MAJOR BOOST TO THE CAMPAIGN FOR A RURAL STRATEGY:
The Independent Food, Farming & Countryside Commission hosted by the RSA in its report launched on Tuesday 16th July ‘Our Future in the Land’ has added its voice to the calls by the RSN and the House of Lords Select Committee for a comprehensive Rural Strategy (more to follow)
Just imagine what 16,000 local government staff and £1.5bn could have achieved – then show me anything useful which has come out of the deployment of the resources referenced in this story which tells us:
The government has stood down an army of 6,000 civil servants who had been preparing for a no-deal Brexit, at an estimated cost of £1.5bn.
The civil servants who had been seconded from elsewhere will now return to their normal duties, but there is no clear role for an estimated 4,500 new recruits after article 50 was extended until Halloween.
More than 16,000 civil servants in total have been working on Brexit.
The Labour party’s Hilary Benn said it was a “costly price” to pay for Theresa May’s belligerent insistence of keeping a no-deal on the table.
“It was important to plan for all contingencies, but this is the huge cost of the prime minister repeatedly saying: ‘My deal or no deal’ when she knew that leaving without a deal was not in the national interest. This is one example of how Brexit is proving to be very costly for our country,” said Benn, chair of the influential Brexit select committee.
The Cabinet Office made the decision to reverse the no-deal plans at a meeting on Thursday morning.
Those who claim there are very few distinctive countryside crimes can add this story of modern slavery to the rural experience of county lines. This story tells us:
Four men have been charged with modern slavery offences after 29 people believed to be from Vietnam were found in the back of a van that was stopped on the M5 in Devon.
Police stopped the vehicle on Friday morning near Cullompton after reports that a group of people were seen getting into the back of a van after arriving on a boat.
On Sunday, four men – Frank Walling, 72, from Colne, Jon Ransom, 63, from Kent, Keith Royston Plummer, 62, from Sheerness, and Glen Martin Bennett, 55, from Burnley – were charged with human trafficking and assisting unlawful immigration to a member state. They were remanded in custody and will appear at Truro magistrates court on Monday.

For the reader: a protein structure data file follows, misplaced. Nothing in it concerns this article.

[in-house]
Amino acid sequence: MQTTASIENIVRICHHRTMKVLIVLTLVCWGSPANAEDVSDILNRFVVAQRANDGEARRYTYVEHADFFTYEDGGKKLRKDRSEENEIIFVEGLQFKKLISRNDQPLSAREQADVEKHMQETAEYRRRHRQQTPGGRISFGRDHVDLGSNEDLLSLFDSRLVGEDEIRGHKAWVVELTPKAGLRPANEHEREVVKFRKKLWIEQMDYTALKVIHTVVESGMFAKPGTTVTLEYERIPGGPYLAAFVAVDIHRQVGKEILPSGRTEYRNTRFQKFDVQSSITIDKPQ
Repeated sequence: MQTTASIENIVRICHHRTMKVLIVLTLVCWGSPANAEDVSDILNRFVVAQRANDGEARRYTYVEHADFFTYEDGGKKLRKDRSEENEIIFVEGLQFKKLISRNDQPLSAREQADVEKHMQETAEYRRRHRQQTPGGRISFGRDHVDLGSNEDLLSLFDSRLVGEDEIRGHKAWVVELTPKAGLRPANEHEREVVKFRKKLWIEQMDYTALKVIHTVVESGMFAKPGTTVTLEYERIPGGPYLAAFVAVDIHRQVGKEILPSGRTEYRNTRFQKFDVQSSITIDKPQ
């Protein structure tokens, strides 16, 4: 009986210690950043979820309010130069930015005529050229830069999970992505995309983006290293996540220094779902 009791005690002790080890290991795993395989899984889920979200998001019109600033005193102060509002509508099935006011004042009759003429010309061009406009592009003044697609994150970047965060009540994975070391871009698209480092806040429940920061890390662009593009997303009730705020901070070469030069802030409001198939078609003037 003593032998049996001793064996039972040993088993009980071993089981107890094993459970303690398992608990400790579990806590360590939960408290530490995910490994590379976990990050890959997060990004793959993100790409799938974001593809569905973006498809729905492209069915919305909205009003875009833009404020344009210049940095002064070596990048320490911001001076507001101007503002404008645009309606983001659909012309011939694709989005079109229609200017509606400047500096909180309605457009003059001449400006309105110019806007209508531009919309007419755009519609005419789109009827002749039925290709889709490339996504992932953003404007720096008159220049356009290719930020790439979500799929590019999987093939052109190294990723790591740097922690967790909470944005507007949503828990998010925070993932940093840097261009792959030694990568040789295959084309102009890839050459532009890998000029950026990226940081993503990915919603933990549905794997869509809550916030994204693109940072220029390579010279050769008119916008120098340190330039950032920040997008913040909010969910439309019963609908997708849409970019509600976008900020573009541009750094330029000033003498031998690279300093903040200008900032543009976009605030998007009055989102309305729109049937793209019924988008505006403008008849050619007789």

Devon and Cornwall police said: “The van and another vehicle were stopped by officers on the M5 near J28 just after 9am in which 29 men, women and children were located, all believed to be Vietnamese. Police and partners continue to take care of those located in the van.”
The National Crime Agency, Border Force, Immigration Enforcement and other relevant partner agencies have been informed and are assisting police.
A spokesman for Devon Children and Families Partnership said: “The UK government will decide what the next steps will be for these individuals. In the meantime, Devon and Cornwall agencies are supporting the group, and arrangements for temporary accommodation will be made if any of the individuals are under 18 years of age, pending further decision about their status.”
A British Red Cross spokesperson said volunteers were supporting a number of people who were alleged victims of human trafficking. “We are providing them with practical and emotional support at a rest centre while the police conduct their investigations,” they said.
Its no surprise to me that these towns are almost all in rural settings. There is a distinctive demography to many of our rural service centres which provides a unique opportunity and challenge for how we support their development. This story tells us:
Britain is facing a “pensioner” explosion with some areas forecast to see their numbers of elderly expand to up to 90 per cent of their adult populations.
Traditional coastal and rural towns and villages dominate the new “grey” hotspots ranging from West Somerset and West Dorset in the west of England, North Norfolk and Suffolk in the East and Scarborough, Fylde, Ryedale and South Lakeland in the North.
The number of men and women aged over 65 is expected to increase by 40 per cent by 2041 to more than 14 million, according to the Office for National Statistics (ONS).
The biggest rise will be among those aged over 90 where numbers will more than double from 500,000 to 1.2 million in two decades...
This proposed legislative change looks like a really empowering new opportunity for tenant farmers it tells us: